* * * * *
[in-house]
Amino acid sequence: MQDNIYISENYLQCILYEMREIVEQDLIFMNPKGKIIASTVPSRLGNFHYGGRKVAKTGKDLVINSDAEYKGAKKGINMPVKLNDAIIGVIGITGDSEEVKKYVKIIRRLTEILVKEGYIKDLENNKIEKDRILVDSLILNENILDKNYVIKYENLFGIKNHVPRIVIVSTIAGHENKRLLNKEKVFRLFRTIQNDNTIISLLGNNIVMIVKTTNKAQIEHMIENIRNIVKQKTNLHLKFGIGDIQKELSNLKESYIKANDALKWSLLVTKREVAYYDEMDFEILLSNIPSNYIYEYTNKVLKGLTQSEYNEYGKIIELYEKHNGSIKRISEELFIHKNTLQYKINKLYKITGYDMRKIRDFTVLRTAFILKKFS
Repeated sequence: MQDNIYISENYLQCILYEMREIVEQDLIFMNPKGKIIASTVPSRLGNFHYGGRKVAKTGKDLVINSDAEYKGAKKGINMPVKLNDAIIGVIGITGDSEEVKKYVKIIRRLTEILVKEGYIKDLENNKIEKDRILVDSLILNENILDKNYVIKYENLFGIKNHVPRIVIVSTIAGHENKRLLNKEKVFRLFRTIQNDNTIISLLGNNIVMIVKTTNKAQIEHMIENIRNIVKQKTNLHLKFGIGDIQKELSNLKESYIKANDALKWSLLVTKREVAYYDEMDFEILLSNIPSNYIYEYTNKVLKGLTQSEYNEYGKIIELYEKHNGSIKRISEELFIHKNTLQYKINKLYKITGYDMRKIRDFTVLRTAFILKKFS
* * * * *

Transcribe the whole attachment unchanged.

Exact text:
[in-house]
Amino acid sequence: MQDNIYISENYLQCILYEMREIVEQDLIFMNPKGKIIASTVPSRLGNFHYGGRKVAKTGKDLVINSDAEYKGAKKGINMPVKLNDAIIGVIGITGDSEEVKKYVKIIRRLTEILVKEGYIKDLENNKIEKDRILVDSLILNENILDKNYVIKYENLFGIKNHVPRIVIVSTIAGHENKRLLNKEKVFRLFRTIQNDNTIISLLGNNIVMIVKTTNKAQIEHMIENIRNIVKQKTNLHLKFGIGDIQKELSNLKESYIKANDALKWSLLVTKREVAYYDEMDFEILLSNIPSNYIYEYTNKVLKGLTQSEYNEYGKIIELYEKHNGSIKRISEELFIHKNTLQYKINKLYKITGYDMRKIRDFTVLRTAFILKKFS
Repeated sequence: MQDNIYISENYLQCILYEMREIVEQDLIFMNPKGKIIASTVPSRLGNFHYGGRKVAKTGKDLVINSDAEYKGAKKGINMPVKLNDAIIGVIGITGDSEEVKKYVKIIRRLTEILVKEGYIKDLENNKIEKDRILVDSLILNENILDKNYVIKYENLFGIKNHVPRIVIVSTIAGHENKRLLNKEKVFRLFRTIQNDNTIISLLGNNIVMIVKTTNKAQIEHMIENIRNIVKQKTNLHLKFGIGDIQKELSNLKESYIKANDALKWSLLVTKREVAYYDEMDFEILLSNIPSNYIYEYTNKVLKGLTQSEYNEYGKIIELYEKHNGSIKRISEELFIHKNTLQYKINKLYKITGYDMRKIRDFTVLRTAFILKKFS